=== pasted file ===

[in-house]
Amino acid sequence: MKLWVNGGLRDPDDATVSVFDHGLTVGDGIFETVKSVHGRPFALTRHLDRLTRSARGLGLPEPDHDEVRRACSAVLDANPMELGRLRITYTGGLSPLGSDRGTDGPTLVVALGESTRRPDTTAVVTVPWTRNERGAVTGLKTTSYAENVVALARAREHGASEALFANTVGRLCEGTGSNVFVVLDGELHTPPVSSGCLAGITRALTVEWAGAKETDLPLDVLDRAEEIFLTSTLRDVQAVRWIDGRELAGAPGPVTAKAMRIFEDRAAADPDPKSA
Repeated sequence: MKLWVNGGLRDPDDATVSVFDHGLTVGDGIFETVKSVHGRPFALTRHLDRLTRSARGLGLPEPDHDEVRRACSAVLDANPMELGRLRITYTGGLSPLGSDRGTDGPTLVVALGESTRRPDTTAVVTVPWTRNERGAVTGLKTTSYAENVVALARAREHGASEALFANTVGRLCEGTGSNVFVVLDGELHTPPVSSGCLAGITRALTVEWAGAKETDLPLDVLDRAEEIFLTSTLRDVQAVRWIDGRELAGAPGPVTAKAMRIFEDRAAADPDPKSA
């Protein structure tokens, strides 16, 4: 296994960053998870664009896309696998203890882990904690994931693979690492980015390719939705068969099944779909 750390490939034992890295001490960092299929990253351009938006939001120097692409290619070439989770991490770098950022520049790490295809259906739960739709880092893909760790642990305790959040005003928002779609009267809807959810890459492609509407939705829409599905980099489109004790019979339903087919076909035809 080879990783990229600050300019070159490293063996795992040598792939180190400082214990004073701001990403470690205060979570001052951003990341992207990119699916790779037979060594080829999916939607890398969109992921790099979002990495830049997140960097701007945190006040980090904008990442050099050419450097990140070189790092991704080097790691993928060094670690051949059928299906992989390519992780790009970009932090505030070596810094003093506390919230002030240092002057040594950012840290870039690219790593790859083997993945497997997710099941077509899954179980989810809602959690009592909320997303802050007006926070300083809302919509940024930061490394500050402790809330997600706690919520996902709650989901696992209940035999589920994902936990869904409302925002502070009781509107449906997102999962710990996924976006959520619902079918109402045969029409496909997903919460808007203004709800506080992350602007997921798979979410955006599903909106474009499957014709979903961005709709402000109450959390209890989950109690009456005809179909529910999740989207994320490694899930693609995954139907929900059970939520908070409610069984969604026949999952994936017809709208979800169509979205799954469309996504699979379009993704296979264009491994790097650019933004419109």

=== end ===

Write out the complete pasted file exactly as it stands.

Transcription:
[in-house]
Amino acid sequence: MKLWVNGGLRDPDDATVSVFDHGLTVGDGIFETVKSVHGRPFALTRHLDRLTRSARGLGLPEPDHDEVRRACSAVLDANPMELGRLRITYTGGLSPLGSDRGTDGPTLVVALGESTRRPDTTAVVTVPWTRNERGAVTGLKTTSYAENVVALARAREHGASEALFANTVGRLCEGTGSNVFVVLDGELHTPPVSSGCLAGITRALTVEWAGAKETDLPLDVLDRAEEIFLTSTLRDVQAVRWIDGRELAGAPGPVTAKAMRIFEDRAAADPDPKSA
Repeated sequence: MKLWVNGGLRDPDDATVSVFDHGLTVGDGIFETVKSVHGRPFALTRHLDRLTRSARGLGLPEPDHDEVRRACSAVLDANPMELGRLRITYTGGLSPLGSDRGTDGPTLVVALGESTRRPDTTAVVTVPWTRNERGAVTGLKTTSYAENVVALARAREHGASEALFANTVGRLCEGTGSNVFVVLDGELHTPPVSSGCLAGITRALTVEWAGAKETDLPLDVLDRAEEIFLTSTLRDVQAVRWIDGRELAGAPGPVTAKAMRIFEDRAAADPDPKSA
């Protein structure tokens, strides 16, 4: 296994960053998870664009896309696998203890882990904690994931693979690492980015390719939705068969099944779909 750390490939034992890295001490960092299929990253351009938006939001120097692409290619070439989770991490770098950022520049790490295809259906739960739709880092893909760790642990305790959040005003928002779609009267809807959810890459492609509407939705829409599905980099489109004790019979339903087919076909035809 080879990783990229600050300019070159490293063996795992040598792939180190400082214990004073701001990403470690205060979570001052951003990341992207990119699916790779037979060594080829999916939607890398969109992921790099979002990495830049997140960097701007945190006040980090904008990442050099050419450097990140070189790092991704080097790691993928060094670690051949059928299906992989390519992780790009970009932090505030070596810094003093506390919230002030240092002057040594950012840290870039690219790593790859083997993945497997997710099941077509899954179980989810809602959690009592909320997303802050007006926070300083809302919509940024930061490394500050402790809330997600706690919520996902709650989901696992209940035999589920994902936990869904409302925002502070009781509107449906997102999962710990996924976006959520619902079918109402045969029409496909997903919460808007203004709800506080992350602007997921798979979410955006599903909106474009499957014709979903961005709709402000109450959390209890989950109690009456005809179909529910999740989207994320490694899930693609995954139907929900059970939520908070409610069984969604026949999952994936017809709208979800169509979205799954469309996504699979379009993704296979264009491994790097650019933004419109």